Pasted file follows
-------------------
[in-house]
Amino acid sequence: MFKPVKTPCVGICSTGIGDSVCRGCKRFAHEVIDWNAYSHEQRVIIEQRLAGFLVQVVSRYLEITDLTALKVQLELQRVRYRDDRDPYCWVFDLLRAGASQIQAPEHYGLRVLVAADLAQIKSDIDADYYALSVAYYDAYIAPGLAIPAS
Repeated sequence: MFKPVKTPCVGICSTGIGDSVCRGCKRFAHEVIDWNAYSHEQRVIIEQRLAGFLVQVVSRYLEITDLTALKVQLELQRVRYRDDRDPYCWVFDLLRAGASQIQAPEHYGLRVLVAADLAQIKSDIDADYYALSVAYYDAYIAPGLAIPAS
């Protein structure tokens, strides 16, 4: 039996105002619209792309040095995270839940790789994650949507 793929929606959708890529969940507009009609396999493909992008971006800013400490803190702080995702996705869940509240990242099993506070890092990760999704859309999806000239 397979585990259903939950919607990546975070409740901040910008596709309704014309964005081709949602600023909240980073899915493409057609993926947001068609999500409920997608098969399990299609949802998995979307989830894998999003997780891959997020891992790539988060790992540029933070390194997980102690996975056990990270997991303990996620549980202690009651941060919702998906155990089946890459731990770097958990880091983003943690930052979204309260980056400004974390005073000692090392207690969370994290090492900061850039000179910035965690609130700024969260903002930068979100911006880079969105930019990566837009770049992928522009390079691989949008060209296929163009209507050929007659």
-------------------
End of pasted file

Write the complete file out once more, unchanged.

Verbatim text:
[in-house]
Amino acid sequence: MFKPVKTPCVGICSTGIGDSVCRGCKRFAHEVIDWNAYSHEQRVIIEQRLAGFLVQVVSRYLEITDLTALKVQLELQRVRYRDDRDPYCWVFDLLRAGASQIQAPEHYGLRVLVAADLAQIKSDIDADYYALSVAYYDAYIAPGLAIPAS
Repeated sequence: MFKPVKTPCVGICSTGIGDSVCRGCKRFAHEVIDWNAYSHEQRVIIEQRLAGFLVQVVSRYLEITDLTALKVQLELQRVRYRDDRDPYCWVFDLLRAGASQIQAPEHYGLRVLVAADLAQIKSDIDADYYALSVAYYDAYIAPGLAIPAS
């Protein structure tokens, strides 16, 4: 039996105002619209792309040095995270839940790789994650949507 793929929606959708890529969940507009009609396999493909992008971006800013400490803190702080995702996705869940509240990242099993506070890092990760999704859309999806000239 397979585990259903939950919607990546975070409740901040910008596709309704014309964005081709949602600023909240980073899915493409057609993926947001068609999500409920997608098969399990299609949802998995979307989830894998999003997780891959997020891992790539988060790992540029933070390194997980102690996975056990990270997991303990996620549980202690009651941060919702998906155990089946890459731990770097958990880091983003943690930052979204309260980056400004974390005073000692090392207690969370994290090492900061850039000179910035965690609130700024969260903002930068979100911006880079969105930019990566837009770049992928522009390079691989949008060209296929163009209507050929007659």